I’ve been around long enough to know the power of images in advertising and marketing.
I know the pictures taken are carefully chosen to evoke a particular emotion; whether this be joy or sorrow, excitement or devastation, is irrelevant. Each are designed to draw you in, to have you feel something, and, essentially, to act in a specific way.
Carefully considered are the words that accompany these images. They are selected to enhance the feels you are feeling, and, if necessary, to direct your emotions to where they want them to go.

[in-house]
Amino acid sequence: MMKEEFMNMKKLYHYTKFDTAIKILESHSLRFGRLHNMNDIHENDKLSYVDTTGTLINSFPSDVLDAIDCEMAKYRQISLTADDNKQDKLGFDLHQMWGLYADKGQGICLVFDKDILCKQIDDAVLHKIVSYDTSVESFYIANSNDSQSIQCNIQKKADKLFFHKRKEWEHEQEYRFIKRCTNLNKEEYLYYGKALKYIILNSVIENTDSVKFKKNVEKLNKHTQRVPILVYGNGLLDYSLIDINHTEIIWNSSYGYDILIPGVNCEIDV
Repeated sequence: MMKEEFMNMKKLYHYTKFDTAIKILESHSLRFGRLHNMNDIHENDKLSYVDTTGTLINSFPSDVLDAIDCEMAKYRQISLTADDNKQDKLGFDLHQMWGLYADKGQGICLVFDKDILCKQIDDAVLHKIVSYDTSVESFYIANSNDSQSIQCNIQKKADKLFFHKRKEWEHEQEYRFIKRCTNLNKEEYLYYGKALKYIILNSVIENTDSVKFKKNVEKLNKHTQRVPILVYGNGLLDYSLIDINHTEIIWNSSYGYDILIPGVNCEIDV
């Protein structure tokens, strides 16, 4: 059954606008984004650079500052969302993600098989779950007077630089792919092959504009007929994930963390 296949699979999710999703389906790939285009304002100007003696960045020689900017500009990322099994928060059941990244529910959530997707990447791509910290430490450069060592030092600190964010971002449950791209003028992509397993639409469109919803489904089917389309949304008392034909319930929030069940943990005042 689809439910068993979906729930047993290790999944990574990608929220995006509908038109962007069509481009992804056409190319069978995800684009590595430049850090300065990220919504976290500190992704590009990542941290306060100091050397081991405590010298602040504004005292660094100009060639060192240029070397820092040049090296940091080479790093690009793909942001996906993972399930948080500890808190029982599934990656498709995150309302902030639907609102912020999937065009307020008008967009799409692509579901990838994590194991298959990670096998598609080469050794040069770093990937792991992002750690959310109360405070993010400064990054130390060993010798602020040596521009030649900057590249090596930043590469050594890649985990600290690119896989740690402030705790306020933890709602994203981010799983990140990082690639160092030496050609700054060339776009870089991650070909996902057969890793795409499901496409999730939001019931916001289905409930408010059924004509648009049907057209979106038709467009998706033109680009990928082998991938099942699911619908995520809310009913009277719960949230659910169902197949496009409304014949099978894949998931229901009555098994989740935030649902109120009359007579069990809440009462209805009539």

Usually, the aim is to move you enough to have you purchase a thing you probably don’t actually need.
It all makes sense, really.
Despite this knowledge, I recently spent a few days on public transport (not actual entire days on public transport, more my morning and evening commutes over a few days) baffled by this image:
I stared at it, and stared at it and couldn’t work out why it was befuddling me. Something – for me at least – wasn’t sitting right.
I analysed, I overthunk, and could see nothing logically incorrect with it.
I mean, there’s a sad looking kid, not looking as roughed up, ragged, and down-and-out as most kids I know that could fall into this category, but we also can’t be too confronting with our advertising, because that makes people feel… uncomfortable.
His image is accompanied by phrases oft used by school aged children to tease those less fortunate than themselves, and the tagline